Wednesday, 12 March 2014

How afterschool film clubs encourage thinking

And the best thing about 3D films?
Those funky glasses. 

Film clubs provide young people with a rare opportunity to be part of something fun, creative and sociable. Sabrina Broadbent reports on an exciting initiative to give more children the chance to get involved.

Ask anyone over the age of 40 if they had a film club at school, and the chances are they will tell you that they did and it’ll be hard to stop them telling you what they saw. They’ll remember the teacher, the magic of having a familiar space transformed into a screening event, and they’ll always remember the film.

Sadly, those film clubs in the 60s and 70s rarely lasted long - sourcing the film reels was difficult and expensive, lacing up the projector was complicated, sound systems were unreliable and the teacher usually worked alone without support or encouragement. Nevertheless, the films that were screened remain as memorable events in the minds of the young people who saw them.

What is a film club?
A film club, like a reading group, is an intimate and informal gathering where people can encounter ideas, experiences and emotions that may not be everyday topics of discussion but which shape all our lives.

Film is a vast vault of stories stretching back one hundred years, across every continent and told in every language. It is an extraordinary cultural asset, yet British children see practically nothing of it. The theatrical releases represent a tiny and culturally skewed percentage of this archive of creative and intellectual endeavour.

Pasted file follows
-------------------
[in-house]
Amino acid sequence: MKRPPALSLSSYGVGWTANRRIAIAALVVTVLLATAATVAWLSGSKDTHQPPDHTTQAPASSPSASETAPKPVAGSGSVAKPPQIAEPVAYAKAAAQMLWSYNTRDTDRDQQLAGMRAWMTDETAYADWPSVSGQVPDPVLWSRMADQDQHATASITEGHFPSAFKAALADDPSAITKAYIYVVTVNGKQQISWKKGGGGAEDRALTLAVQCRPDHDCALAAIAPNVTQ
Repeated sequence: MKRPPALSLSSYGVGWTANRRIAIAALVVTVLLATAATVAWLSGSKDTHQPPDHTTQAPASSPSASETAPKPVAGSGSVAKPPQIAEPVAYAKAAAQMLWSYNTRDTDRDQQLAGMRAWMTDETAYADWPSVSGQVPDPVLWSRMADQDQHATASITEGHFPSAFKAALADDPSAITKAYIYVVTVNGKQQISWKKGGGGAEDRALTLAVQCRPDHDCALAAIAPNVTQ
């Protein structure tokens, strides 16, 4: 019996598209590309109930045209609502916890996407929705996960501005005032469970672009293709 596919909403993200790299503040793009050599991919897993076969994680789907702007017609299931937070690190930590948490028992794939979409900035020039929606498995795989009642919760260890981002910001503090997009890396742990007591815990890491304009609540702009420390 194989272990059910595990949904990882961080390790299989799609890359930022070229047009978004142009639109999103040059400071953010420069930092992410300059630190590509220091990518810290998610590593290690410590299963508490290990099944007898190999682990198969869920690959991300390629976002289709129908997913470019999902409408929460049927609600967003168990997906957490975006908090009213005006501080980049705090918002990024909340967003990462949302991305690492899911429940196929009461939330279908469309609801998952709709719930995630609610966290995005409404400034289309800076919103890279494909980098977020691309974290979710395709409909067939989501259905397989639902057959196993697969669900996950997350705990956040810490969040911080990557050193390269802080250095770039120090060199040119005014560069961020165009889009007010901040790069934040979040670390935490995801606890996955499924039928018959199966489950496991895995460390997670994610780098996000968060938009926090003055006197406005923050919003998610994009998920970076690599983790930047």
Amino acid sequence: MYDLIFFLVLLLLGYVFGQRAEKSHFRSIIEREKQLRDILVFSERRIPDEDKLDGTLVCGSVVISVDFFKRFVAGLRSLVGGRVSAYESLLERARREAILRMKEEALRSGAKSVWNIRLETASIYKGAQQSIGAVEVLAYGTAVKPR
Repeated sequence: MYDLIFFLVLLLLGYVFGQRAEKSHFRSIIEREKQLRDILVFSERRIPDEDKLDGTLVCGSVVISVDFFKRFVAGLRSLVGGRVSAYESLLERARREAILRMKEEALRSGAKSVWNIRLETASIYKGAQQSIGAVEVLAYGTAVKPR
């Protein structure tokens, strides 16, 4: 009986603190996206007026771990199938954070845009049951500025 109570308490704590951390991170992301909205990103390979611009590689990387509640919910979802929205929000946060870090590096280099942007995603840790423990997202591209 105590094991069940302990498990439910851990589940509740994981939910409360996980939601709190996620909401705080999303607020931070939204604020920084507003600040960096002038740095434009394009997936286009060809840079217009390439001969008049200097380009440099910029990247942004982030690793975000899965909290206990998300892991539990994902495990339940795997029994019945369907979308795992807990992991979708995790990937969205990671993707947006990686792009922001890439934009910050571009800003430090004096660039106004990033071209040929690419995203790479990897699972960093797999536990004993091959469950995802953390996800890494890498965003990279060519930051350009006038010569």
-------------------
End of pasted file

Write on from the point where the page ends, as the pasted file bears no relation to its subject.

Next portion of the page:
Since its roll out in Spring 2008, FILMCLUB has curated and made available thousands of films to state schools. The idea behind FILMCLUB, brainchild of film director, Beeban Kidron and educationalist, Lindsay Mackie, was to give every child the chance to watch one film a week, free of charge, from beginning to end, with a chance to talk about it afterwards.

Now that both the technology and distribution methods are at a point where a model film club could be reproduced in as many schools in the country that wanted one, Kidron and Mackie decided the time was right for school film clubs to become a government-funded entitlement for all school children.

There are now over 7000 film clubs across all four nations of the UK, reaching over 200,000 children and young people every week. Based on a general survey with film club leaders on the impact of FILMCLUB, teachers report that the educational and social benefits to the children attending are considerable. 81 per cent say it develops children’s critical reasoning skills, 80 per cent say it makes children more positive about school and 81 per cent say that it integrates isolated or disengaged children.

An opportunity to be a part of something
Cinema, like theatre, was originally a social act – a collective spectatorship of a story played out upon a stage or screen. Sitting together, but apart, in the darkness and the warmth was integral to the experience. Many people experience film quite differently now and viewing is often an isolated act – on computers and phones. FILMCLUB is changing that.

‘A lot of the disaffected kids are smiling – you don’t often see those children smile,’ observed one teacher from a secondary school in Hastings.

A film club is one way that a school can help children to feel a part of something, not apart from everything. Inclusion is a central aim of many teachers’ film clubs, and headteachers are quick to see that a film club can make children more emotionally receptive to learning.

A film club audience is a unique, self-selecting group of children. It’s unusual to find a grouping quite like it at any other time or place in the school day. It cuts across age, class, ability, gender and ethnic boundaries and it is often a magnet for curious, shy and unusual minds who find their way each week to sit in the dark to watch what film writer, David Thompson, calls ‘the frenzy on the wall’ – who linger afterwards to listen and share their thoughts on films as diverse as Wall-E, Spirited Away, Madagascar, Shaolin Soccer, Mad Hot Ballroom and The Story of the Weeping Camel.

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